What has changed, however, is the demand for nurses. According to Flanagan, since the Haddington Road Agreement, the INMO are inhibited from campaigning for an increase in pay. Instead according to Flanagan, the INMO must lobby the government to retain nurses because by “showing the nurses that they are valued and appreciated”, more will stay in Ireland.
This is a significant problem, argues Flanagan, who emphasised that “we’ve lost 5,000 nurses just from the front-line” in the past five years. For the INMO, there is a real danger that more and more nurses will be attracted to the United Kingdom’s National Health Service (NHS), which is currently facing a shortage of nurses, and is increasingly offering more bursaries and post-graduate opportunities. In comparison, with an Irish system that only trains 1,500 nurses a year, the INMO hopes that the government has no choice but to improve the lot of nurses currently still in the Irish system if they are to avoid a health system crisis.
Indeed, a USI survey recently revealed that 93 per cent of students wanted to emigrate after graduation. Speaking to The University Times, Kevin Donoghue, President of USI, expressed concern with the conditions faced by student nurses and that if the issue cannot be reduced to one of pay. He described their conditions as “jaw-dropping stuff … when they have to carry out work that even fully qualified nurses shouldn’t have to carry out”.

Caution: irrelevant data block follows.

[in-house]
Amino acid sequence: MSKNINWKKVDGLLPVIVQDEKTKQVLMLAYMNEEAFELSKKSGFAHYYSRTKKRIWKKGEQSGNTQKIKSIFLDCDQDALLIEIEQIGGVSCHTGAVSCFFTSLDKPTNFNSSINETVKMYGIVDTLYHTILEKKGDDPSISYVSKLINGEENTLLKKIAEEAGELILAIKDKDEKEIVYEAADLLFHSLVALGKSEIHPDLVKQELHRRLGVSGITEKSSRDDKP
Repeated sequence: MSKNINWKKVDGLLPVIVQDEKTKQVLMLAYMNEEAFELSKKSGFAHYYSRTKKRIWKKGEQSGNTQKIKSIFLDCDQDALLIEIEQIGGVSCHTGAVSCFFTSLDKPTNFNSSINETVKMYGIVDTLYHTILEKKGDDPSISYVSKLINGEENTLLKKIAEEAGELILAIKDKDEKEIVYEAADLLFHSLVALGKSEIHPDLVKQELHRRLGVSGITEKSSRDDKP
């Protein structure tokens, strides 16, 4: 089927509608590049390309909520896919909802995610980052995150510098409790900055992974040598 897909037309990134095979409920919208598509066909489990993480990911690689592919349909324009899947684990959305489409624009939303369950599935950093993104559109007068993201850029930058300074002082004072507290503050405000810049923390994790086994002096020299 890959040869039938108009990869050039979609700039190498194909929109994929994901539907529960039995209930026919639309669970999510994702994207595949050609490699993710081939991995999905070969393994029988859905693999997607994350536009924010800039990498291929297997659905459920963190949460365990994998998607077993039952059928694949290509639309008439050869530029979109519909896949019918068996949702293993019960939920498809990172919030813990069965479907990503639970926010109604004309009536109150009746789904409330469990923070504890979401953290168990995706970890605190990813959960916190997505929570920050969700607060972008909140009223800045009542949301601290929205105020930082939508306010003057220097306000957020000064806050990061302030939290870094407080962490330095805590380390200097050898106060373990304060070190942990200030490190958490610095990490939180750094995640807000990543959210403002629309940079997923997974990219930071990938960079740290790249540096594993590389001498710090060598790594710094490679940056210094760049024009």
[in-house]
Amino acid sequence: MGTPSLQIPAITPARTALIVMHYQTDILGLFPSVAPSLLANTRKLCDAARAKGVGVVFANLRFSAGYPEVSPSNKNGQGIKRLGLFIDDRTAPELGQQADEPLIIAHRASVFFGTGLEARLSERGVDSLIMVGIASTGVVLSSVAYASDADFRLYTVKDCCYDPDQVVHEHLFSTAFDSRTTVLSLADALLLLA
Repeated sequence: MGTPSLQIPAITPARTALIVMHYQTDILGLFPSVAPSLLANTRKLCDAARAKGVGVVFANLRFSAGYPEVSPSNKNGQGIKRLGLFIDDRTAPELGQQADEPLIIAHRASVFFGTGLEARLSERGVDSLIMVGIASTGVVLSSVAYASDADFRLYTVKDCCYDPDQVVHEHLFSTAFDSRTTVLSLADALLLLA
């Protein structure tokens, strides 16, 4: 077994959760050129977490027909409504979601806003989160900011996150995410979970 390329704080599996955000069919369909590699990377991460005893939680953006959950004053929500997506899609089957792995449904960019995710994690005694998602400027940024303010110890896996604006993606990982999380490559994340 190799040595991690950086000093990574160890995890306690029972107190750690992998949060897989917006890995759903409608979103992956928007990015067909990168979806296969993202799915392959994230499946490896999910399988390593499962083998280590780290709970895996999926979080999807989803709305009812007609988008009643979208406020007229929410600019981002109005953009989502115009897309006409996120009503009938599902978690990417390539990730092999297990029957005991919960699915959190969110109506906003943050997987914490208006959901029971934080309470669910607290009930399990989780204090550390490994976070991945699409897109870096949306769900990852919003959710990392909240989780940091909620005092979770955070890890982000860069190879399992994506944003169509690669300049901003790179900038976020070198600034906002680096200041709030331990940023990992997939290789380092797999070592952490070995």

Daniel Waugh, Vice President for Campaigns of USI, and Donoghue, met with the INMO for the first time this year on Monday. Donoghue emphasised that “it would make sense to work with the INMO … we have the same goal”. He added that it has been students who have been “completely disregarded” by the under-funding of the sector.
However, some student nurses have expressed frustration at the three-month delay. Kiernan told The University Times that “the fact that this issue continues to be dragged out is a further reflection of the lack of respect and consideration our government has for nurses”. She stated that “many of us are making plans for this time next year in a bid of achieving the treatment and respect we deserve elsewhere”.
After five years of strife, it seems that the issues surrounding the pay and conditions of nursing and midwifery interns are not nearer to a resolution. While the campaigns will attempt to resolve this, for now it seems that nurses will still continue to emigrate to the UK. For this year’s cohort, they again face beginning their nine-month internship being paid below the national minimum wage.